Communication systems in pastoral rural.
Undertake Regional market study to optimize potential value chains and strengthen regional trade.
Improvement of livestock health, infrastructure, and management.
Carrying out a livestock census.
Strengthening institutional capacity in disease diagnosis, Sanitary and Phyto-sanitary measures, standards and procedures development and certification;
Support genetic improvement of local breeds
Improved rangeland management.
Project Management and Capacity Building
National and Regional Capacity Building activities to strengthen operational capabilities in the Region.
Development of national policies and legislation to enhance community participation in the management of water, pasture and livestock marketing
Enhance regional market information systems.
Knowledge generation through research for development and information management dissemination through extension.
Mitigation and adaptation to Climate Change.
Development and Promotion of Gender policies.
Support to IGAD Secretariat for Technical Assistance, Capacity Building.
IGAD will carry out Regional Studies (assessments, diagnostic, mapping, feasibility, etc.) on Water resources
Livestock (numbers, trade and marketing, herd modelling, TADs),
Livelihood economies (coping strategies, diversification, food and nutrition security, etc.), -Regional and national policies on water resources, livestock, food security, etc
Project’s target area and population
Drought prone areas
Beyya Dader (Région d’Ali Sabieh), Gaggade-Derela (Région de Dikhil) and Weima (Région de Tadjourah-Obock)
Afar and Somali regions
Baringo, Isiolo, Marsabit, Samburu, Turkana and West Pokot
20 Million People
98 Million Cattle
98 million cattle
98 million cattle
173 sheep and goats
The project has been appraised in five of the eight countries of the HoA (Djibouti, Ethiopia, Kenya, Somalia (Somaliland), Sudan, and IGAD Secretariat. However due to financial constraints, the programme will be implemented in phases. Phase I (Djibouti, Ethiopia, Kenya and IGAD Secretariat) will be implemented using the ADF 12 Resources. Subsequent phases will include the remaining countries (Eritrea, Uganda, Somaliland-Somalia- Sudan and South Sudan) and will be appraised and brought for Board consideration depending on resource availability in subsequent ADF cycles.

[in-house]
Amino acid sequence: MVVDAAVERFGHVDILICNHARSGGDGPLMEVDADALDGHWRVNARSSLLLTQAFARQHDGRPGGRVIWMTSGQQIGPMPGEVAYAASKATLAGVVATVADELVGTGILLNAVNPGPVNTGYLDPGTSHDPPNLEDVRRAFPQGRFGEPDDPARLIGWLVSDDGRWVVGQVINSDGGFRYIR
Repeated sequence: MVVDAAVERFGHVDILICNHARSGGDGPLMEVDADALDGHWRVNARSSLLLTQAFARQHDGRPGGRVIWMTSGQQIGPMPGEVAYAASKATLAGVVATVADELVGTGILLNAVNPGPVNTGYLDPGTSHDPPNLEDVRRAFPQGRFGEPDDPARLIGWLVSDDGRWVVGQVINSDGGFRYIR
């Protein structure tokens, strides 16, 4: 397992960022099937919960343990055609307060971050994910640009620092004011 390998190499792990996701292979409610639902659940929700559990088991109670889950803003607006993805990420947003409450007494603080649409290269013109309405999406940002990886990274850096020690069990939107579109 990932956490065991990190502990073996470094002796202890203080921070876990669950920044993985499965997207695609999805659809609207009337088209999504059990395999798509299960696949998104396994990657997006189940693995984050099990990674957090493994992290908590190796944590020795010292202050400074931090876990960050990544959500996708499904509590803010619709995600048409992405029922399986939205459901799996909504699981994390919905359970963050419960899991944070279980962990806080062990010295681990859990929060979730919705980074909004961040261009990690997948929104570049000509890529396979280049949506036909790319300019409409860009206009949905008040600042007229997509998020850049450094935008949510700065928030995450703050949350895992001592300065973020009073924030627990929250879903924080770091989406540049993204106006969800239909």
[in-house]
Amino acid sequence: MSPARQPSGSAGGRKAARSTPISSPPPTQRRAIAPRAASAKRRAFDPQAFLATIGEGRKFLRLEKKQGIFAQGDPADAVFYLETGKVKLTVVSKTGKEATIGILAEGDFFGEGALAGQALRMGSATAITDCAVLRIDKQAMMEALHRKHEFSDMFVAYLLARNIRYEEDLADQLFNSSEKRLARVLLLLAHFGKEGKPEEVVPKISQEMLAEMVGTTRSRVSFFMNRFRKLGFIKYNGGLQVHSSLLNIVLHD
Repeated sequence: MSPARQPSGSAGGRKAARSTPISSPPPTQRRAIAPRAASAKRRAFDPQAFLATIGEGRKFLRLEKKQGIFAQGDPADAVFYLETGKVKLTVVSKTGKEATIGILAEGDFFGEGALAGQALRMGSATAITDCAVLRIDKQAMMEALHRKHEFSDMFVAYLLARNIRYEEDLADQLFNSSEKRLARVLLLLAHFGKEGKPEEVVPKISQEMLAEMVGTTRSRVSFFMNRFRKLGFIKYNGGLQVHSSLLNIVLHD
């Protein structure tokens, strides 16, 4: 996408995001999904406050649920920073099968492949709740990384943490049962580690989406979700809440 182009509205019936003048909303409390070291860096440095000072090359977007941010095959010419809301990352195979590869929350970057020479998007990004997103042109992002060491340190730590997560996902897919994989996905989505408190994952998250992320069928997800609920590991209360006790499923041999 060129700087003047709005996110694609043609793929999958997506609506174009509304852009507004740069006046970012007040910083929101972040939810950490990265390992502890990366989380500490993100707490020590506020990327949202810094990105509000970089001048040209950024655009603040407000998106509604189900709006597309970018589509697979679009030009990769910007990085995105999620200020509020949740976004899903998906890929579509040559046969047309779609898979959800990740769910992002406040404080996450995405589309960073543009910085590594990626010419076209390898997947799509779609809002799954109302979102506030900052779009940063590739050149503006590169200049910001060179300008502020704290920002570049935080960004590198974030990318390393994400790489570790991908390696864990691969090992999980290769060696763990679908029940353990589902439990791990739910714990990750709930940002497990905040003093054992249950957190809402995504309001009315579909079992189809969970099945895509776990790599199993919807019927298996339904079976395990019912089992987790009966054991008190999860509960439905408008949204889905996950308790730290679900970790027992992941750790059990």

The project will provide human and institutional support to IGAD Secretariat to facilitate implementation of the drought resilience initiatives in the Region. A Regional Coordination Unit will be established at the IGAD Secretariat, composed of a Coordinator, Water Resources Expert/NRM Expert, Livestock Production Expert, Food Security/Early Warning/Nutrition Expert, Monitoring and Evaluation Expert/Knowledge Management Expert, Database experts/focal points for collecting and uploading data from member countries. The staff will have the required expertise to conduct relevant regional studies that would support the drought resilience initiatives.
At country level, each country of the programme will implement its own identified resilience activities, using the national technical institutions. The overall coordination of the programme will be carried out at the regional level by IGAD but working in close liaison with the various governments of the HoA. At national levels the relevant line ministries will be the executing agencies and will be responsible for the day to day implementation of activities. The key responsible ministries will be those in charge of Water, Agriculture, Livestock Production, Trade, and Lands, depending on each country. During the implementation phase, a robust monitoring and evaluation system will be established both at country level and at IGAD Secretariat, to track implementation progress and monitor performance regularly through supervision, mid-term and end-term evaluation missions. At national level, a project implementation arrangement has been defined, comprising a Project implementation Unit and a Project Steering Committee. The discussions held in each country highlighted the capacity of the respective Executing Agencies, in terms of financial management and procurement, which was found generally acceptable, due to the past experience of the EAs to implement and manage donors’ projects/programmes.